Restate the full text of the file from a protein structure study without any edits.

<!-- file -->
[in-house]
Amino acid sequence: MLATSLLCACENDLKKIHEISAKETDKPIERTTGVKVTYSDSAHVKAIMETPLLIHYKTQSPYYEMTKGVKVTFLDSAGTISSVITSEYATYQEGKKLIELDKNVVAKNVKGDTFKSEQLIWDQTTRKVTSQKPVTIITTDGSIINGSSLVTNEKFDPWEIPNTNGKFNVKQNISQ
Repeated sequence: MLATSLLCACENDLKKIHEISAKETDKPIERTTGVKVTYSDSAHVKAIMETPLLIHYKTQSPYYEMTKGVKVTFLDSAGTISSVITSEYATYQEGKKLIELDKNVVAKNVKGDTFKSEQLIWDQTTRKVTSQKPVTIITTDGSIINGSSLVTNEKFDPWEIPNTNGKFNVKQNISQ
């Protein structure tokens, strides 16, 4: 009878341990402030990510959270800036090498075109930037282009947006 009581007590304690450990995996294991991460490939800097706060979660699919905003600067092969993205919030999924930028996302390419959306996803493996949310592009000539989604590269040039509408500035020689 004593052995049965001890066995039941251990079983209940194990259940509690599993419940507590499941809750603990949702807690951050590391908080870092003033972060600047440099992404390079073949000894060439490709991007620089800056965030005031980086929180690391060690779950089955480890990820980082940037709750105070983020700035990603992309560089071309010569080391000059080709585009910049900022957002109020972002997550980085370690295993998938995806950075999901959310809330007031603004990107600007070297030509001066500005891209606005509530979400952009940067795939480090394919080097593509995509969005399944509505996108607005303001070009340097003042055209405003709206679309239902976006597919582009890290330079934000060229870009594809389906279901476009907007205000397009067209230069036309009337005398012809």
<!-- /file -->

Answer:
[in-house]
Amino acid sequence: MLATSLLCACENDLKKIHEISAKETDKPIERTTGVKVTYSDSAHVKAIMETPLLIHYKTQSPYYEMTKGVKVTFLDSAGTISSVITSEYATYQEGKKLIELDKNVVAKNVKGDTFKSEQLIWDQTTRKVTSQKPVTIITTDGSIINGSSLVTNEKFDPWEIPNTNGKFNVKQNISQ
Repeated sequence: MLATSLLCACENDLKKIHEISAKETDKPIERTTGVKVTYSDSAHVKAIMETPLLIHYKTQSPYYEMTKGVKVTFLDSAGTISSVITSEYATYQEGKKLIELDKNVVAKNVKGDTFKSEQLIWDQTTRKVTSQKPVTIITTDGSIINGSSLVTNEKFDPWEIPNTNGKFNVKQNISQ
């Protein structure tokens, strides 16, 4: 009878341990402030990510959270800036090498075109930037282009947006 009581007590304690450990995996294991991460490939800097706060979660699919905003600067092969993205919030999924930028996302390419959306996803493996949310592009000539989604590269040039509408500035020689 004593052995049965001890066995039941251990079983209940194990259940509690599993419940507590499941809750603990949702807690951050590391908080870092003033972060600047440099992404390079073949000894060439490709991007620089800056965030005031980086929180690391060690779950089955480890990820980082940037709750105070983020700035990603992309560089071309010569080391000059080709585009910049900022957002109020972002997550980085370690295993998938995806950075999901959310809330007031603004990107600007070297030509001066500005891209606005509530979400952009940067795939480090394919080097593509995509969005399944509505996108607005303001070009340097003042055209405003709206679309239902976006597919582009890290330079934000060229870009594809389906279901476009907007205000397009067209230069036309009337005398012809």